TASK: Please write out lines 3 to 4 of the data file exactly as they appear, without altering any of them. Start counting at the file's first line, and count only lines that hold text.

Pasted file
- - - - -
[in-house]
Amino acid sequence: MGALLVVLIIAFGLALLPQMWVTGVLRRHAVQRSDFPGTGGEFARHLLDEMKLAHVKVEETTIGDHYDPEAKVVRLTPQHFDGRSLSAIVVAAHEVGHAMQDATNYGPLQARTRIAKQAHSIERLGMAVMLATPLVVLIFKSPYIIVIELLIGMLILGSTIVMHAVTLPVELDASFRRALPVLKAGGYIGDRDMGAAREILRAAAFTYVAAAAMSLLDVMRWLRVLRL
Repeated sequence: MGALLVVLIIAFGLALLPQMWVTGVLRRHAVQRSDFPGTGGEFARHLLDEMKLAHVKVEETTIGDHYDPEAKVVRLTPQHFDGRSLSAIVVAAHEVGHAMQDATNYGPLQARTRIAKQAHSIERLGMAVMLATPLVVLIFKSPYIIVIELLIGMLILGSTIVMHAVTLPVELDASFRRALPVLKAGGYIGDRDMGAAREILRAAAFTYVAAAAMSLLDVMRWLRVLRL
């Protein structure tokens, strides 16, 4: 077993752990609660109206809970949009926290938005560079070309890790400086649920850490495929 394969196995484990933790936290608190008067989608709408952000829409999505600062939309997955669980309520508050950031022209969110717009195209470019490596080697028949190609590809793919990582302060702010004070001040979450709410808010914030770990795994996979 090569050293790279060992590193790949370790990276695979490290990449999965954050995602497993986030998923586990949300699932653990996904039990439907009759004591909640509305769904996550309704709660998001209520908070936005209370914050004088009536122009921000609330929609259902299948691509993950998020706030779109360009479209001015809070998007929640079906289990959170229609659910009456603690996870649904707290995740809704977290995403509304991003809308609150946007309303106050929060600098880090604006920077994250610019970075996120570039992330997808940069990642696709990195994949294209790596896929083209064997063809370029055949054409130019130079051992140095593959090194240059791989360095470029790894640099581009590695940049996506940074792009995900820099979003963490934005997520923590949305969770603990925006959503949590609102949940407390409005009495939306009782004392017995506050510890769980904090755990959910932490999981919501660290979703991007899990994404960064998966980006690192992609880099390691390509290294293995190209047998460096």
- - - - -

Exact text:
Repeated sequence: MGALLVVLIIAFGLALLPQMWVTGVLRRHAVQRSDFPGTGGEFARHLLDEMKLAHVKVEETTIGDHYDPEAKVVRLTPQHFDGRSLSAIVVAAHEVGHAMQDATNYGPLQARTRIAKQAHSIERLGMAVMLATPLVVLIFKSPYIIVIELLIGMLILGSTIVMHAVTLPVELDASFRRALPVLKAGGYIGDRDMGAAREILRAAAFTYVAAAAMSLLDVMRWLRVLRL
């Protein structure tokens, strides 16, 4: 077993752990609660109206809970949009926290938005560079070309890790400086649920850490495929 394969196995484990933790936290608190008067989608709408952000829409999505600062939309997955669980309520508050950031022209969110717009195209470019490596080697028949190609590809793919990582302060702010004070001040979450709410808010914030770990795994996979 090569050293790279060992590193790949370790990276695979490290990449999965954050995602497993986030998923586990949300699932653990996904039990439907009759004591909640509305769904996550309704709660998001209520908070936005209370914050004088009536122009921000609330929609259902299948691509993950998020706030779109360009479209001015809070998007929640079906289990959170229609659910009456603690996870649904707290995740809704977290995403509304991003809308609150946007309303106050929060600098880090604006920077994250610019970075996120570039992330997808940069990642696709990195994949294209790596896929083209064997063809370029055949054409130019130079051992140095593959090194240059791989360095470029790894640099581009590695940049996506940074792009995900820099979003963490934005997520923590949305969770603990925006959503949590609102949940407390409005009495939306009782004392017995506050510890769980904090755990959910932490999981919501660290979703991007899990994404960064998966980006690192992609880099390691390509290294293995190209047998460096």